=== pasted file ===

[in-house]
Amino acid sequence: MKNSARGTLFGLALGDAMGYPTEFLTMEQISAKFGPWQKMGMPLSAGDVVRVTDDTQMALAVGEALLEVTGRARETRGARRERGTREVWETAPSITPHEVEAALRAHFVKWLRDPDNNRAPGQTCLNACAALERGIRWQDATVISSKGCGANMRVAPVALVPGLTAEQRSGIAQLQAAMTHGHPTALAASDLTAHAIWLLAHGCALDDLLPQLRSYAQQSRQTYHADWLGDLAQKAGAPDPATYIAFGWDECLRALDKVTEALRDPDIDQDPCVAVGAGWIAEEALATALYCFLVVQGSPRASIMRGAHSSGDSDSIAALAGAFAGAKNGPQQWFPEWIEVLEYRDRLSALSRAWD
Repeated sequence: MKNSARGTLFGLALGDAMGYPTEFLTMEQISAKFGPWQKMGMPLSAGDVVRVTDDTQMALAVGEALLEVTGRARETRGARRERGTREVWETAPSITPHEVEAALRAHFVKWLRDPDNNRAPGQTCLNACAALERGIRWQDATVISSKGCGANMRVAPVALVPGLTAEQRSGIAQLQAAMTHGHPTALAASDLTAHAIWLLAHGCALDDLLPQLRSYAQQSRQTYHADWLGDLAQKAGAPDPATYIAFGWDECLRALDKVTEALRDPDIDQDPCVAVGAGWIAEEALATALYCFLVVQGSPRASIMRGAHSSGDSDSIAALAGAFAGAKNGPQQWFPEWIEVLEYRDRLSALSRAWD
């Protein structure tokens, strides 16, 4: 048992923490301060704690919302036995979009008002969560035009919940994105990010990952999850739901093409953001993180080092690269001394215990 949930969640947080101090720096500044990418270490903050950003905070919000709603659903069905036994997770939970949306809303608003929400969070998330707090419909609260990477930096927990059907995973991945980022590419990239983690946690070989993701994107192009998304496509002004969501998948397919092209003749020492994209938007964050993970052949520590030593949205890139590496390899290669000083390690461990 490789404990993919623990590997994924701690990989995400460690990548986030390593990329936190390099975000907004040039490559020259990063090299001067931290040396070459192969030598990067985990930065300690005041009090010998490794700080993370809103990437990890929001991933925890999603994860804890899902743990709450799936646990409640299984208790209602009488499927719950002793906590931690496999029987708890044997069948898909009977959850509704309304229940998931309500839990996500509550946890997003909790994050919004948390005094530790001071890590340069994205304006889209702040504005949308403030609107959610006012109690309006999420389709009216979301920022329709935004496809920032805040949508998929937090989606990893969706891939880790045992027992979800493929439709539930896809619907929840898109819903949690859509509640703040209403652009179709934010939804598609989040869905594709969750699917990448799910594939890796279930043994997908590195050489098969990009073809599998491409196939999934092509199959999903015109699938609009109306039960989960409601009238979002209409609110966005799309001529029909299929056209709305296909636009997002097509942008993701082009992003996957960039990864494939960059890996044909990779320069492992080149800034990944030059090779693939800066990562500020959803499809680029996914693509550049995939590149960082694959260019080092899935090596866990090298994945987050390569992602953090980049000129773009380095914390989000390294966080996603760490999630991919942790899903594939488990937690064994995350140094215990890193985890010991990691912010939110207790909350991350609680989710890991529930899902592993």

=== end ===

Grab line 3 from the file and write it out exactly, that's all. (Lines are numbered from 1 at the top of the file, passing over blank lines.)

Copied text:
Repeated sequence: MKNSARGTLFGLALGDAMGYPTEFLTMEQISAKFGPWQKMGMPLSAGDVVRVTDDTQMALAVGEALLEVTGRARETRGARRERGTREVWETAPSITPHEVEAALRAHFVKWLRDPDNNRAPGQTCLNACAALERGIRWQDATVISSKGCGANMRVAPVALVPGLTAEQRSGIAQLQAAMTHGHPTALAASDLTAHAIWLLAHGCALDDLLPQLRSYAQQSRQTYHADWLGDLAQKAGAPDPATYIAFGWDECLRALDKVTEALRDPDIDQDPCVAVGAGWIAEEALATALYCFLVVQGSPRASIMRGAHSSGDSDSIAALAGAFAGAKNGPQQWFPEWIEVLEYRDRLSALSRAWD